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April 12th, 1999 Volume 8 No. 4Update on Pest Management and Crop Development

Coming Events & Current Situation
Diseases
Apple Scab Update
More on controlling apple scab
Insects
Chemical News
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Scaffolds is published weekly from March to September by Cornell University -- NYS Agricultural Experiment Station (Geneva), and Ithaca -- with the assistance of Cornell Cooperative Extension.

New York field reports welcomed. Send submissions by 3 p.m. Monday to:

Scaffolds Fruit Journal

Editors: A. Agnello, D. Kain

Dept. of Entomology, NYSAES

Geneva, NY 14456-0462

Phone: 315-787-2341 FAX: 315-787-2326

Scaffolds 99 index

APPLE SCAB UPDATE

(Dave Rosenberger dar22@cornell.edu & Fritz Meyer fwm4@cornell.edu, Plant Pathology, Highland)

An apple scab squash mount assessment done on April 7 showed 13% mature spores, 0 % empty asci, and 2 spores per scan in the shooting-tower discharge test. Economically significant ascospore release usually begins when our squash mount counts show 15% mature spores. We had several warm days toward the end of last week, so spore maturity in the Hudson Valley is now sufficiently advanced to ensure that significant ascospore discharges will occur with the next rains.

 

Wetting periods occurred April 9 (9.6 hrs, 43°F.) and April 11-12 (16 hrs, 38°F.) Neither of these provided adequate temperature/wetness duration for scab infection to occur.

 

MORE ON CONTROLLING APPLE SCAB

(Dave Rosenberger, dar22@cornell.edu, Plant Pathology, Highland)

Weather conditions during the early scab season have created the usual "unique" dilemmas concerning when and what to spray for apple scab. In the Hudson Valley, weather forecasters have predicted "scattered showers" on three different occasions since Green Tip. Any one of these events could have turned into a scab infection period. As it turned out, none of them did.

With conditions like these, Hudson Valley growers who took the cautious approach and applied protectant fungicides ahead of the infection periods probably "wasted" their money. Those who opted to wait until after the first infection period and then spray with an eradicant fungicide may have shaved one or two fungicide applications from their spray bill. On paper, it appears that delaying the first scab spray until after the first infection period makes good sense. Those opting for eradicant fungicides have the option of using either Vangard (with 48-hour kickback activity) or one of the SI-protectant combinations (96-hr kickback).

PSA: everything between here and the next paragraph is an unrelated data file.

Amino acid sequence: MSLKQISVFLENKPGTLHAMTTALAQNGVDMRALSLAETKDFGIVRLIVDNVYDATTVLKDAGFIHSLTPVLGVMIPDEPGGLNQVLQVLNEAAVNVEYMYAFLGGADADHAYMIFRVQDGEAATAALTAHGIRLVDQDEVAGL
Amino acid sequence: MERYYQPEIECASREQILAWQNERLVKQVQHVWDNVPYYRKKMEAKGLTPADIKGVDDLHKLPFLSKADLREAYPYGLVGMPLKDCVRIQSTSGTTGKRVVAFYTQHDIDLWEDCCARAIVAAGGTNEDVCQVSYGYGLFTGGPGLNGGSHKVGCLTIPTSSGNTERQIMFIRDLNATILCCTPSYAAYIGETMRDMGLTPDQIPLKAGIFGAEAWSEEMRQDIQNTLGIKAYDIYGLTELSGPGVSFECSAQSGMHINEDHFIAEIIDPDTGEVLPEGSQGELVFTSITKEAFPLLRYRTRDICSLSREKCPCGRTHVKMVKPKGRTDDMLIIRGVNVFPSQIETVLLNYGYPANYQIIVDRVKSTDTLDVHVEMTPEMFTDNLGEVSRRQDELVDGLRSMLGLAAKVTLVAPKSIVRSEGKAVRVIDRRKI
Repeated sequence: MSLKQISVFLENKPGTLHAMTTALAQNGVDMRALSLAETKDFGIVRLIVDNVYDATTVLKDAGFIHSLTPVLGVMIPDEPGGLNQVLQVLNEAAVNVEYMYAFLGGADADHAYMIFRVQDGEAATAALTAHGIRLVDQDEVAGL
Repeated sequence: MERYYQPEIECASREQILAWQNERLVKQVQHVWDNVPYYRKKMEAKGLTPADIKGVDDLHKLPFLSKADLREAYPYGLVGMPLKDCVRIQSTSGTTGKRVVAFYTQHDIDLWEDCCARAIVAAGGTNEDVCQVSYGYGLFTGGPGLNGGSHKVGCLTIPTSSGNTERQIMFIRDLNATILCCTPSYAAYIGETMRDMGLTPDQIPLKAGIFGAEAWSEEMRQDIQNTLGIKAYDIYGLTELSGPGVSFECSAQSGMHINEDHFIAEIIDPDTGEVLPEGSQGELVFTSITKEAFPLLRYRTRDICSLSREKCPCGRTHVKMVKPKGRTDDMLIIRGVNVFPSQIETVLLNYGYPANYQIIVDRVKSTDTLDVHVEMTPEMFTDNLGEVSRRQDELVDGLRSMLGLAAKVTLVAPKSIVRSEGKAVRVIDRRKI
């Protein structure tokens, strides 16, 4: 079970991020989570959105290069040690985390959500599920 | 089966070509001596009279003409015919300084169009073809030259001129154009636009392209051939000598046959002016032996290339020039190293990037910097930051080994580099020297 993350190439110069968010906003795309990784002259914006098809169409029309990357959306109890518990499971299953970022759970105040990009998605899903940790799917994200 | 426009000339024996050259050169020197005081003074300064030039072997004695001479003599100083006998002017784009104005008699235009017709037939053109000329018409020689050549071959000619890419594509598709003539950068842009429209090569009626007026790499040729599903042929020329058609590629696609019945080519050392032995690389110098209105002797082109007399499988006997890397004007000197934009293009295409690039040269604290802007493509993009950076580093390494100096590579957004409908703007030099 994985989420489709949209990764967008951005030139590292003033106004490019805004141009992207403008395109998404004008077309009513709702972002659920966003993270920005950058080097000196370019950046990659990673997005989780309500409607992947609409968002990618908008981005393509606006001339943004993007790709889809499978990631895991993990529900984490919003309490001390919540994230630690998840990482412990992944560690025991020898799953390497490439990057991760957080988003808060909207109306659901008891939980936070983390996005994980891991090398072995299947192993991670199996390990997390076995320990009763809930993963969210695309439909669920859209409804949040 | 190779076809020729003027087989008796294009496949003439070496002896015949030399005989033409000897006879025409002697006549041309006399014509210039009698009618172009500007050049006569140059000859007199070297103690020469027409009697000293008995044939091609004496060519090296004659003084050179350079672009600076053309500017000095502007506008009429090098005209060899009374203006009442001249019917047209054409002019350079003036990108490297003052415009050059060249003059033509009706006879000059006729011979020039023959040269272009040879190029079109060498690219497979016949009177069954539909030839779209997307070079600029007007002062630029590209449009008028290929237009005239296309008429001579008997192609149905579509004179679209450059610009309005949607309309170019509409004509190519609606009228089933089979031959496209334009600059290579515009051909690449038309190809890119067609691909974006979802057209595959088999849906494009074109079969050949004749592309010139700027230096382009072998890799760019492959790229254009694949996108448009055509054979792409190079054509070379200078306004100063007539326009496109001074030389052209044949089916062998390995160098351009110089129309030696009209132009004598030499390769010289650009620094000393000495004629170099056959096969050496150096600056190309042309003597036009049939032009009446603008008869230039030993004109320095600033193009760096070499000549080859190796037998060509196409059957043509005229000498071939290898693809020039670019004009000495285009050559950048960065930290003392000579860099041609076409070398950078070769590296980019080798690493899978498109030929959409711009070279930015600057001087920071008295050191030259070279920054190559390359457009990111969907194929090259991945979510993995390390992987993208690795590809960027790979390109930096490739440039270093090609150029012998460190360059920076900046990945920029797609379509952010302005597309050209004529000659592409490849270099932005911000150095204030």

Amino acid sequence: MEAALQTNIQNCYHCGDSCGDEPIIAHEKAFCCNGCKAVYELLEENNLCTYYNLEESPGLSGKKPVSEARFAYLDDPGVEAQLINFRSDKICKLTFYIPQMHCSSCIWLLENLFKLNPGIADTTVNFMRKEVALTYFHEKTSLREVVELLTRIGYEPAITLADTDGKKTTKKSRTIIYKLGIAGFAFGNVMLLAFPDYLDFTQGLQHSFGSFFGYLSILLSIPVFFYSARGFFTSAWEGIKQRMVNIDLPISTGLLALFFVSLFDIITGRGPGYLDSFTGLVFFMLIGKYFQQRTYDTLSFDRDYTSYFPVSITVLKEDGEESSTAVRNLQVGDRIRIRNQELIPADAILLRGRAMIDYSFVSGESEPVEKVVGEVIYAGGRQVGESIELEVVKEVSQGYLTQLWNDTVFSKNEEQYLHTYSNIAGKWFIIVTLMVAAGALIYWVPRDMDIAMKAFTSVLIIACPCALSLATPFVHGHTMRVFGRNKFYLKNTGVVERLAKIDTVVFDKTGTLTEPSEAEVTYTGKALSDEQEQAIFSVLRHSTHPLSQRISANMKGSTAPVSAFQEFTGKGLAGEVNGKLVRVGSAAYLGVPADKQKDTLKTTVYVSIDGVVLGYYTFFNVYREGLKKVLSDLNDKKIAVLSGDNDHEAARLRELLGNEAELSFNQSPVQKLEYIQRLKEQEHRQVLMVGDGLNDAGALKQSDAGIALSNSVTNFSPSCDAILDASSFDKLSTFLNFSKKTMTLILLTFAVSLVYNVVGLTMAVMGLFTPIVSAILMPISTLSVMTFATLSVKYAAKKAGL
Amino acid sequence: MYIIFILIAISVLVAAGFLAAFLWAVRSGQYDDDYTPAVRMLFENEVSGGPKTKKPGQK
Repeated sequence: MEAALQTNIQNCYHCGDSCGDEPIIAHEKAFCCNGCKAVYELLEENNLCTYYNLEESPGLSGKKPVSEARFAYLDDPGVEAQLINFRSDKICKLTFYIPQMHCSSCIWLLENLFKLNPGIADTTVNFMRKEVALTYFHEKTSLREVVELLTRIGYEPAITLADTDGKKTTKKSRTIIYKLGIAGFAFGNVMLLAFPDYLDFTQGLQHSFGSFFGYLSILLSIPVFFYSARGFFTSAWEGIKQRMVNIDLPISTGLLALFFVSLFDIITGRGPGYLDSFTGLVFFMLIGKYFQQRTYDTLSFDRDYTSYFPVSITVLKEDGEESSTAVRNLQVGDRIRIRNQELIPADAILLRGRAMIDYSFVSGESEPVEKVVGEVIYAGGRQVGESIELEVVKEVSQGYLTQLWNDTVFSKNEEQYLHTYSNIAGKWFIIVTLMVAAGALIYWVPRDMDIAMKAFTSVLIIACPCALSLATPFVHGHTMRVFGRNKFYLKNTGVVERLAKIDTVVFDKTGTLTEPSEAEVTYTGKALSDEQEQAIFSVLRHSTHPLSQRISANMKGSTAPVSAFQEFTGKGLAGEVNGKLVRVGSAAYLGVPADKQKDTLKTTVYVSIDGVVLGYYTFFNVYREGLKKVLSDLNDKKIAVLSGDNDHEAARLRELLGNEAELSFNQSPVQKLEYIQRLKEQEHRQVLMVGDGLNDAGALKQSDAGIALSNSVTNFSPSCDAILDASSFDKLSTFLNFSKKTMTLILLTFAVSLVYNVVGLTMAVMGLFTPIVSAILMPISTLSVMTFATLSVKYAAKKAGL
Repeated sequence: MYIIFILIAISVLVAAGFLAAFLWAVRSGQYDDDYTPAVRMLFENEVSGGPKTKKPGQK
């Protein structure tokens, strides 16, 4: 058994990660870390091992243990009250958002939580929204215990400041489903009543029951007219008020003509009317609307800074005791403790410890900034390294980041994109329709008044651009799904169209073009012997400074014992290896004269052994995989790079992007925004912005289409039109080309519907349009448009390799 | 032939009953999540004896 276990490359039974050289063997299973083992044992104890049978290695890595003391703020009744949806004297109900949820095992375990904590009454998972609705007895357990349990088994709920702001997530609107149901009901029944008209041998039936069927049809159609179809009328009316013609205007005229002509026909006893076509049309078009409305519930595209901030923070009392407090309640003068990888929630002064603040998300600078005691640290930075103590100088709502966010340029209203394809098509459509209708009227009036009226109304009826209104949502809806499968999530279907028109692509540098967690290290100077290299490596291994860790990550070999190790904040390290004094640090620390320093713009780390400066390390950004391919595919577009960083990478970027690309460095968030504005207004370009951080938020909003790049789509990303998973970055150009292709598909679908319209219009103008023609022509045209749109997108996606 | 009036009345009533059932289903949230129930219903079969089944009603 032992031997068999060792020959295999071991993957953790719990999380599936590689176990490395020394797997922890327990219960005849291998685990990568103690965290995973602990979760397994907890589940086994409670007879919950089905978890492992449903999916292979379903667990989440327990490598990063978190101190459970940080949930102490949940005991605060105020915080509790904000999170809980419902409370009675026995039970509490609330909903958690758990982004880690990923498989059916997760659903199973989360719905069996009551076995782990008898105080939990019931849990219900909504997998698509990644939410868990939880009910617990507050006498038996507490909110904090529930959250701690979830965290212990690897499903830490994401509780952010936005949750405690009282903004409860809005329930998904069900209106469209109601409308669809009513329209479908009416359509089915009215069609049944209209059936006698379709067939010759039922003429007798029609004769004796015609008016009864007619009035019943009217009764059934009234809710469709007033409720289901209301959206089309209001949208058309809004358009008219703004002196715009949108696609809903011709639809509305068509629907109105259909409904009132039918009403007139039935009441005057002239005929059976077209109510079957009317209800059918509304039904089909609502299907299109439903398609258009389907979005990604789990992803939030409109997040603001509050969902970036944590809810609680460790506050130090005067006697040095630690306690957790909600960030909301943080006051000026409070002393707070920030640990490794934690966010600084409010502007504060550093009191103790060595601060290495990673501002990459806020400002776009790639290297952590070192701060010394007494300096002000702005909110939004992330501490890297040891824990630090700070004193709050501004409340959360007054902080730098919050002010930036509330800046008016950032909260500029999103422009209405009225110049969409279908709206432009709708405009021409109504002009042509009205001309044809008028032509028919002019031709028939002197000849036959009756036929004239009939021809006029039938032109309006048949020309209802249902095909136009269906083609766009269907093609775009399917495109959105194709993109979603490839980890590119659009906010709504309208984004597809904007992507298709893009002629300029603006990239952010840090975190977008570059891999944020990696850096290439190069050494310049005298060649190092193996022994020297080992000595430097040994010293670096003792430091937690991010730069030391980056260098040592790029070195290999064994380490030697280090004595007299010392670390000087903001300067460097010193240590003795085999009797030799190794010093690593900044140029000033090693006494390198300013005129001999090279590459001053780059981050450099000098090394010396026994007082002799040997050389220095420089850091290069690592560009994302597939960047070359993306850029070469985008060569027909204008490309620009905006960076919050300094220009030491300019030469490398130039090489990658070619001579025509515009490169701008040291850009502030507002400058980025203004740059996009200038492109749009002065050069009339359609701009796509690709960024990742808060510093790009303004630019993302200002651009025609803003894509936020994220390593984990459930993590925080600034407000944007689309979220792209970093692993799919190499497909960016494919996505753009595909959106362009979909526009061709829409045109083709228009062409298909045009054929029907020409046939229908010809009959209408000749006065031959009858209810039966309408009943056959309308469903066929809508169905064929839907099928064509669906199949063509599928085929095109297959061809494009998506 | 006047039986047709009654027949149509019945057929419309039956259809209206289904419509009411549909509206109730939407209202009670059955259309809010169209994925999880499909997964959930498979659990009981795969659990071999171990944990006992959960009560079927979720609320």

However, there are some hidden risks in depending on eradicants for the first spray. First, weather conditions after the infection period are often less-than-ideal for getting good coverage. Figure that the infection period itself lasts one day, so that leaves only one more day of spray time to take advantage of the eradicant activity of Vangard or three days of eradicant activity for SI fungicides. Then, remember that the frontal systems that bring clear weather also bring wind, so there's a good chance that day 2 (and perhaps day 3) after the infection period will be windy. Maybe you're willing to gamble that day 3 or day 4 will provide ideal spraying conditions, but then there's always the risk that the sprayer will break down, especially if this is the first spray of the season.

If sprays are applied in the wind, one must assume that coverage will be less-than-perfect. When a protectant fungicide (mancozeb, metiram, or captan) is applied under windy conditions ahead of a rain, one can take comfort in knowing that the same rains that discharge scab spores will also redistribute fungicide residues. Thus, protectant fungicides are a bit "forgiving" when it comes to coverage, and imperfect coverage does not necessarily result in poor scab control. When fungicides are applied as eradicants, however, the scab spores are already in place when the fungicide is applied and complete coverage is essential for good control.

In my opinion, waiting to apply the first spray until after the first infection period is a high-risk strategy for orchards where inoculum levels are high. There are just too many uncontrolled variables and too many things that can go wrong. Using an eradicant as the first scab spray can save money in dry years and is a sensible approach for low-inoculum orchards. In high-inoculum orchards, it will be safer to get a protectant fungicide applied ahead of the first scab infection period. It will allow you to sleep better and appreciate the rain!

4.12 Insects